Medication for Pain, Spasticity and Infection Depending on Cause[edit | edit source]

Baclofen tablets:[24]

  • only a small portion of the active substance penetrates the blood-brain barrier, so it has a limited effect
  • has strong side effects, including sedation, nausea, dizziness and difficulty in breathing
  • a sudden interruption in taking this medication may cause epileptic seizures, psychosis and hyperthermia


  • offers a pronounced muscle relaxant effect
  • suppresses polysynaptic reflexes in a complete SCI
  • can be combined with baclofen[29]
  • has the same side effects as baclofen

Cannabis products:

  • conflicting results[24]
  • according to Karst et al., cannabis "is not recommended for treating spasticity because of the narrow therapeutic range and risk of side effects and dependence"[30]

Botulinum toxin injections:

  • used when spasticity is present in a few muscles or a limited muscle group
  • temporarily blocks the connection between the nerve terminal and muscle fibre by stopping the presynaptic release of acetylcholine from nerve terminals
  • thorough assessment with a detailed analysis and description of function is essential for a good outcome

Intrathecal pump:

  • medication is delivered into the subarachnoid space by a programmable pump via a catheter system
  • the pump must be refilled, and the dose of the medicine can be adjusted

Surgical Management[edit | edit source]

  • Z-plasty or tenotomies to lengthen the muscle:[31][32]
    • The most common indications for tendon surgery in the lower extremity include:[32]
      • hip flexion, hip adduction
      • knee flexion contracture, knee extension contracture
      • equinovarus at the ankle
      • flexion contracture of the toe and, sometimes, hallux extension
    • In the upper extremity, tendons commonly released include flexor digitorum profundus and superficialis, as well as flexor carpi radialis and flexor pollicis longus. A Z-lengthening of flexor carpi ulnaris may be used if necessary.[31]

Positive Effects of Spasticity on Function[edit | edit source]

Gait training:

  • Extensor spasticity can assist with gait, sit-to-stand and other transfers. However, severe spasticity increases energy usage, limits walking speed and affects safety. These factors may outweigh the advantages of walking over the speed and ease of using a wheelchair.[7]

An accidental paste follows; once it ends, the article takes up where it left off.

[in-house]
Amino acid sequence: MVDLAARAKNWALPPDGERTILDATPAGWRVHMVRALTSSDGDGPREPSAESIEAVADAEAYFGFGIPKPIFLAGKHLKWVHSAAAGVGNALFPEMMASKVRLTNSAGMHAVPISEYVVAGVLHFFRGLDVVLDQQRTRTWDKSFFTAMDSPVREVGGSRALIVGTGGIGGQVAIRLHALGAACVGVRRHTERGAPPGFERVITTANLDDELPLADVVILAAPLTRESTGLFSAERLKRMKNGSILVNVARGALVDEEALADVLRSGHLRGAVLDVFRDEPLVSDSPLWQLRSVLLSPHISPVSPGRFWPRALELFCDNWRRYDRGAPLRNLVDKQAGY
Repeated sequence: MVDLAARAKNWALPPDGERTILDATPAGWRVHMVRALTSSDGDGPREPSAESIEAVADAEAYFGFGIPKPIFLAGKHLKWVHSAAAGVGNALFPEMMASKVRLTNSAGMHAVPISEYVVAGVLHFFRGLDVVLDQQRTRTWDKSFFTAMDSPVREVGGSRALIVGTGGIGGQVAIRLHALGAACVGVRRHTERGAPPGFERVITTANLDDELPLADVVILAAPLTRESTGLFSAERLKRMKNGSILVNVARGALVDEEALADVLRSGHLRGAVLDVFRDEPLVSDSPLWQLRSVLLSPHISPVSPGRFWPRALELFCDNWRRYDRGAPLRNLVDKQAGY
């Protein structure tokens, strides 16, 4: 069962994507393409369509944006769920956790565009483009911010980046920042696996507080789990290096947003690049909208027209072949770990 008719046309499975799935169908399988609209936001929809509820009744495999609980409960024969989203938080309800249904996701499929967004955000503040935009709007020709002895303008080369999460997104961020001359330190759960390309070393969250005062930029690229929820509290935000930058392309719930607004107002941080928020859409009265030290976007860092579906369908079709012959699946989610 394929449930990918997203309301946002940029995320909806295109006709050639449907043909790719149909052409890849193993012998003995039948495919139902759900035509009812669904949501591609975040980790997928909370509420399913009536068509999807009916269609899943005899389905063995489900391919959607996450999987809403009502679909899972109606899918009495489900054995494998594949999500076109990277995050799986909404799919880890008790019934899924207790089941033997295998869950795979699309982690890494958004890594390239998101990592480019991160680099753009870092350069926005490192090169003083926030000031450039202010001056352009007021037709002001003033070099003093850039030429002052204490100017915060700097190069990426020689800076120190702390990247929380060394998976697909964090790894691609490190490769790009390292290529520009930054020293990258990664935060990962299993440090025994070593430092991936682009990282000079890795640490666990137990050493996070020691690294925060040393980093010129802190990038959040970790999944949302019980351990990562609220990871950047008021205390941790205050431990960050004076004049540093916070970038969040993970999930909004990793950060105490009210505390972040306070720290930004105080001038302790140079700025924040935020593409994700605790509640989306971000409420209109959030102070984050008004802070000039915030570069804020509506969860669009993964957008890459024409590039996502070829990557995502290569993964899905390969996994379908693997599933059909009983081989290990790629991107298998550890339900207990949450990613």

• More information on gait after spinal cord injury can be found here.

Bed mobility:

  • Trunk spasticity can facilitate rolling over or sitting up[7]


  • Spasticity can assist with lifting legs up onto a bed[7]


  • Spasticity can be used to stimulate a more effective cough[7]

Hand Grip:

  • Spasticity in the finger flexors can be stimulated to assist in strengthening the tenodesis grip[7]

Resources[edit | edit source]

References[edit | edit source]

  1. Baunsgaard CB, Nissen UV, Christensen KB, Biering-Sørensen F. Modified Ashworth scale and spasm frequency score in spinal cord injury: reliability and correlation. Spinal Cord. 2016 Sep;54(9):702-8.
  2. 2.0 2.1 Holtz KA, Lipson R, Noonan VK, Kwon BK, Mills PB. Prevalence and Effect of Problematic Spasticity After Traumatic Spinal Cord Injury. Arch Phys Med Rehabil. 2017 Jun;98(6):1132-1138.
  3. 3.0 3.1 3.2 3.3 3.4 3.5 Billington ZJ, Henke AM, Gater DR Jr. Spasticity Management after Spinal Cord Injury: The Here and Now. J Pers Med. 2022 May 17;12(5):808.
  4. 4.0 4.1 4.2 4.3 4.4 4.5 Noort JCVD, Bar-On L, Aertbeliën E, Bonikowski M, Braendvik SM, Broström EW, et al. European consensus on the concepts and measurement of the pathophysiological neuromuscular responses to passive muscle stretch. Eur J Neurol. 2017.
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  7. 7.00 7.01 7.02 7.03 7.04 7.05 7.06 7.07 7.08 7.09 7.10 Harding M. General Principles of Spasticity Management in Spinal Cord Injury. Plus 2023
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  11. Ko HY. Revisit Spinal Shock: Pattern of Reflex Evolution during Spinal Shock. Korean J Neurotrauma. 2018 Oct;14(2):47-54.
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  22. Adams MM, Hicks AL. Comparison of the effects of body-weight-supported treadmill training and tilt-table standing on spasticity in individuals with chronic spinal cord injury. The journal of spinal cord medicine. 2011 Sep 1;34(5):488-94.
  23. Lechner HE, Feldhaus S, Gudmundsen L, Hegemann D, Michel D, Zäch GA, Knecht H. The short-term effect of hippotherapy on spasticity in patients with spinal cord injury. Spinal cord. 2003 Sep;41(9):502-5.
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  29. Taricco M, Pagliacci MC, Telaro E, Adone R. Pharmacological interventions for spasticity following spinal cord injury: results of a Cochrane systematic review. Eura Medicophys. 2006 Mar;42(1):5-15.
  30. Karst M, Wippermann S, Ahrens J. Role of cannabinoids in the treatment of pain and (painful) spasticity. Drugs. 2010 Dec 24;70(18):2409-38.
  31. 31.0 31.1 Hashemi M, Sturbois-Nachef N, Keenan MA, Winston P. Surgical Approaches to Upper Limb Spasticity in Adult Patients: A Literature Review. Front Rehabil Sci. 2021 Aug 31;2:709969.
  32. 32.0 32.1 Eltorai I, Montroy R. Muscle release in managing spasticity in spinal cord injury. Paraplegia. 1990 Sep;28(7):433-40.